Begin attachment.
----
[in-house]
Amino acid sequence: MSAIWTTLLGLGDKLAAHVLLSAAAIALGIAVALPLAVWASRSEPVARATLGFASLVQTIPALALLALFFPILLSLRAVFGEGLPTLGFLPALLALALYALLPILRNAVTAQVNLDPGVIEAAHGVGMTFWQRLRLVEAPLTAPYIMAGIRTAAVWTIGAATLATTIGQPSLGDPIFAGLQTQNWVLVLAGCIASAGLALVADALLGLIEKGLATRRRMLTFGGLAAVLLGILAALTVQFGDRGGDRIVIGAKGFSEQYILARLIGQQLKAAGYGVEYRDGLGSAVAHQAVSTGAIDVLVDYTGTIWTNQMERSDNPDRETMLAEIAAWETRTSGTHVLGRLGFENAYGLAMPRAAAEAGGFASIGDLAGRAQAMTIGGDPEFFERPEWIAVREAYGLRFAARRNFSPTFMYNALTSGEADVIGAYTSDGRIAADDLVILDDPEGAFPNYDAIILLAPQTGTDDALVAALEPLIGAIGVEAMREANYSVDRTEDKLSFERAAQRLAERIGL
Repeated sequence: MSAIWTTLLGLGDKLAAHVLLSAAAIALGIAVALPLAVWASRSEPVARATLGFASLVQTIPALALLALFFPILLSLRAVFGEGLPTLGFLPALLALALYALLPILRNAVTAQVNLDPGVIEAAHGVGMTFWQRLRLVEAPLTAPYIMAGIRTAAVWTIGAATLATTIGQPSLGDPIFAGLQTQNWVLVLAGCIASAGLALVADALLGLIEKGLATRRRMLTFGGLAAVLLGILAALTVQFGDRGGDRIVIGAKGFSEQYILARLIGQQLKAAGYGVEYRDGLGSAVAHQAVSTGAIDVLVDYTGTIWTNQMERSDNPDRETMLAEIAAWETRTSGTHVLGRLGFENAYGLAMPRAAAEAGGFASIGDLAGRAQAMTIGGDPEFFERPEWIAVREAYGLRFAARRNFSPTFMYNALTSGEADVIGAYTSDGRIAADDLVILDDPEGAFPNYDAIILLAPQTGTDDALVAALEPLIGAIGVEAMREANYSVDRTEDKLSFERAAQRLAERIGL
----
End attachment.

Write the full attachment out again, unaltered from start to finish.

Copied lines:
[in-house]
Amino acid sequence: MSAIWTTLLGLGDKLAAHVLLSAAAIALGIAVALPLAVWASRSEPVARATLGFASLVQTIPALALLALFFPILLSLRAVFGEGLPTLGFLPALLALALYALLPILRNAVTAQVNLDPGVIEAAHGVGMTFWQRLRLVEAPLTAPYIMAGIRTAAVWTIGAATLATTIGQPSLGDPIFAGLQTQNWVLVLAGCIASAGLALVADALLGLIEKGLATRRRMLTFGGLAAVLLGILAALTVQFGDRGGDRIVIGAKGFSEQYILARLIGQQLKAAGYGVEYRDGLGSAVAHQAVSTGAIDVLVDYTGTIWTNQMERSDNPDRETMLAEIAAWETRTSGTHVLGRLGFENAYGLAMPRAAAEAGGFASIGDLAGRAQAMTIGGDPEFFERPEWIAVREAYGLRFAARRNFSPTFMYNALTSGEADVIGAYTSDGRIAADDLVILDDPEGAFPNYDAIILLAPQTGTDDALVAALEPLIGAIGVEAMREANYSVDRTEDKLSFERAAQRLAERIGL
Repeated sequence: MSAIWTTLLGLGDKLAAHVLLSAAAIALGIAVALPLAVWASRSEPVARATLGFASLVQTIPALALLALFFPILLSLRAVFGEGLPTLGFLPALLALALYALLPILRNAVTAQVNLDPGVIEAAHGVGMTFWQRLRLVEAPLTAPYIMAGIRTAAVWTIGAATLATTIGQPSLGDPIFAGLQTQNWVLVLAGCIASAGLALVADALLGLIEKGLATRRRMLTFGGLAAVLLGILAALTVQFGDRGGDRIVIGAKGFSEQYILARLIGQQLKAAGYGVEYRDGLGSAVAHQAVSTGAIDVLVDYTGTIWTNQMERSDNPDRETMLAEIAAWETRTSGTHVLGRLGFENAYGLAMPRAAAEAGGFASIGDLAGRAQAMTIGGDPEFFERPEWIAVREAYGLRFAARRNFSPTFMYNALTSGEADVIGAYTSDGRIAADDLVILDDPEGAFPNYDAIILLAPQTGTDDALVAALEPLIGAIGVEAMREANYSVDRTEDKLSFERAAQRLAERIGL